Pop Flies: Dropping Hands Are NOT The Problem

Written By Charity Butler

Pop Flies Dropping Hands Is Not The Problem

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When interviewing a new hitting student, I ask a series of quick-fire questions to understand as much about each player as possible before working on new hitting ideas or techniques. Most hitters can articulate at least three weaknesses or struggles they possess, and have difficulty recalling any of their strengths.

Players are so constantly told what not-to-do or what to avoid that they become fixated on the negative. Many of my new students describe themselves pessimistically by saying, “I drop my hands a lot.”

Hitting a fastpitch softball is one of the most difficult skills to perform in any sport. The reaction time allotted a hitter from the pitcher’s release to contact with the ball is almost instantaneous. Trying to decipher the hands’ path during this rapid succession of movements is seemingly impossible.

As hitters, thinking too much about our hands is a source of frustration and stress. This causes tension in the mind and body and creates additional problems. To be successful, hitters cannot guide or aim the bat barrel with rigid movements. They must be free to trust the hands and let them fly through the hitting zone.

Further, when the focus in a hitter’s mind becomes, “Don’t drop my hands,” she is mentally practicing what she wants to avoid. Our minds work visually, disregarding the “don’t”. When a hitter hears or internally repeats, “Don’t drop.” What is she seeing in her mind? Dropping her hands!

Dropping and hitting pop flies as a result is a common problem at most every level of play. The solution, however, is quite simple. Dropping the hands is usually a symptom of a different problem: poor posture. Changing a hitter’s posture quite often eliminates or dropping.

Watch this 47 second video for a quick explanation of Punching Posture at Contact:

http://www.ubersense.com/video/view/VAVX6ywt

When hitters feel for themselves the power and consistency generated through a tall, strong and balanced punching posture, they can visualize proper form and work toward achieving it.

Rarely will a hitter drop her hands while maintaining a strong punching posture. Most often, the hands drop as a result of the entire upper body leaning (or dropping) back toward the catcher.

Correcting a posture problem is much less tedious than changing hand movements. Hitters tend to feel the difference in strong and weak posture immediately and can make the adjustment with ease. Once posture is corrected, the hands begin to work more effectively without additional thought or worry.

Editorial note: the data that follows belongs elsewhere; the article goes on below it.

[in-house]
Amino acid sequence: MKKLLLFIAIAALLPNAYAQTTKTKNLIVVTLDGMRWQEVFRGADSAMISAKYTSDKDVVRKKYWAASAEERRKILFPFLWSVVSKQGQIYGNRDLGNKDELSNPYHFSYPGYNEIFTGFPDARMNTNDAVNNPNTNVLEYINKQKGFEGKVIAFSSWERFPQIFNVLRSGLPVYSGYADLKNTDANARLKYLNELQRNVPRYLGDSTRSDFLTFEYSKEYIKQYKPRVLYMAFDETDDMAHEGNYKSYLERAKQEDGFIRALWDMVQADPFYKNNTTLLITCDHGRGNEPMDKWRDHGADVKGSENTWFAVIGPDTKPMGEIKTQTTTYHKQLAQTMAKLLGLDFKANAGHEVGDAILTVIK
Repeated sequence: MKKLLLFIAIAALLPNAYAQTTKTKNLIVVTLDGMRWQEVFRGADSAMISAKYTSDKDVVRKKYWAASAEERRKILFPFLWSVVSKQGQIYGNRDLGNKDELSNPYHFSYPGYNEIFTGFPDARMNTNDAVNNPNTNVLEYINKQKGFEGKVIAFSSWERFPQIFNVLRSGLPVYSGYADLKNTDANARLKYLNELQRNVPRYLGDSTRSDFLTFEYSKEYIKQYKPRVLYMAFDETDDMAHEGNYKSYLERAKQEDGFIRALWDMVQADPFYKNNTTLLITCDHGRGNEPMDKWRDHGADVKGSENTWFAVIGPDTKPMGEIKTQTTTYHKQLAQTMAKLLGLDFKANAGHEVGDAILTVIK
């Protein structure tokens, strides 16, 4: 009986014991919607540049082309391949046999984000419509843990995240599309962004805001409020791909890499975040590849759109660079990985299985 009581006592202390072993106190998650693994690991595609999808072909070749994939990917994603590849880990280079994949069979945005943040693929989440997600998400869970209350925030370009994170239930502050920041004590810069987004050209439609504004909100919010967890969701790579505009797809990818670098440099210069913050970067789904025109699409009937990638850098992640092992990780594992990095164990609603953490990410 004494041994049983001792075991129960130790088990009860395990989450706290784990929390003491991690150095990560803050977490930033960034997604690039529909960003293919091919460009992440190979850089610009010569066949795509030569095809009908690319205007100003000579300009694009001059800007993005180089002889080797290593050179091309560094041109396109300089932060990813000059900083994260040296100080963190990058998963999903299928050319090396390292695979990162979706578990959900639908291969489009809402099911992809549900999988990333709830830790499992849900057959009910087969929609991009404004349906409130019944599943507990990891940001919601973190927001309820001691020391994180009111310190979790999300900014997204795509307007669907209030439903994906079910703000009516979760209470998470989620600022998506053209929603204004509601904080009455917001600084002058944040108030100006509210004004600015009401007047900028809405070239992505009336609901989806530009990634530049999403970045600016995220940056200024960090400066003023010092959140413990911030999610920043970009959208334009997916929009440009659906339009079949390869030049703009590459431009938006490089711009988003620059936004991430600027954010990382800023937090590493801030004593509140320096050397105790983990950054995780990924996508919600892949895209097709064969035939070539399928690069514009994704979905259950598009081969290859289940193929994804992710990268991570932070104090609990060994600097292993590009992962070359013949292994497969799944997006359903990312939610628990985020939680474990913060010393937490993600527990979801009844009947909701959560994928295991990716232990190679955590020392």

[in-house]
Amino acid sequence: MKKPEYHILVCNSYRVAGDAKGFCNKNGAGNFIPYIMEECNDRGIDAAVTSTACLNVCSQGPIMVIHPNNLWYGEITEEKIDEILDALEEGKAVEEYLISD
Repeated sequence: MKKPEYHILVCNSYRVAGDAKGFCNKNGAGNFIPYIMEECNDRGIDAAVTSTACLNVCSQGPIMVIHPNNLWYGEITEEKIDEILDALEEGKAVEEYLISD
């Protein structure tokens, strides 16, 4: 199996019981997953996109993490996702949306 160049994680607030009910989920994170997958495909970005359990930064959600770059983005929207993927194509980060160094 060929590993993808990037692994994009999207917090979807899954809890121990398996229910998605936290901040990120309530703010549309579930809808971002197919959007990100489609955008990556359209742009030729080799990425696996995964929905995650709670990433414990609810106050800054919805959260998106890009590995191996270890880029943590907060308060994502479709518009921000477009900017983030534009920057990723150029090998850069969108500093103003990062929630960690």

Another beneficial visual for hitters is what I call, “the pole”. While in her hitting stance, I encourage a hitter to picture in her mind a pole running vertically through her body, from the crown of her head to the dirt or turf beneath. I then challenge the hitter to keep her body in line with the pole throughout her entire swing.

Staying in line with the pole only applies to leaning forward toward the pitcher or backward toward the catcher. A nature body tilt down and in toward the hitting zone is natural and necessary. This tilt, though, will happen naturally.

Much like the idea of punching posture if a hitter can picture, and more importantly feel, staying in line with the pole she is much less likely to drop her hands and hit pop flies.

A focus on punching posture or staying within the pole equips a hitter to picture proper form. As she adopts the new concepts, “Swing like I’m punching,” or “Keep my pole,” she is visualizing a more fundamentally sound swing. She is training her mind to lead the way, so her body executes more effectively.

The top athletes in the world make intentional visualization a part of their regular training routines. We use the same part of the brain to practice mentally that we use when physically performing. Visualization does affect performance, both positively and negatively. The words we repeat and the resulting mental images they create are powerful.

In addition, a punching posture mind-set emphasizes aggression. Although improving as hitters does sometimes require scrutinizing minute details, players often shut down when overloaded with too many particulars to process. Over-thinking creates unwelcome caution. Training cautiously does not equip hitters to maximize their potential.

The best hitters build solid fundamental muscle memory and then execute with reckless abandon. Caution is not welcome! The punching posture mindset allows hitters freedom to read the pitch and react without hesitation.

Concisely, punching posture produces competent and confident hitters!

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Charity ButlerCharity Butler is respected nationally & internationally as a pro athlete, writer, speaker, collegiate coach, hitting instructor and Certified Intrinsic Life Coach®.Currently, as a Pro Speaker for Sports World, Inc, Charity travels the country speaking to more than 40,000 people annually. As a recognized expert in confidence training, she also presents at various conferences, colleges & universities.Charity is the founder of Exceed Sports, LLC, and of the I Heart Fastpitch Campaign Join Charity On: Twitter, and on Instagram

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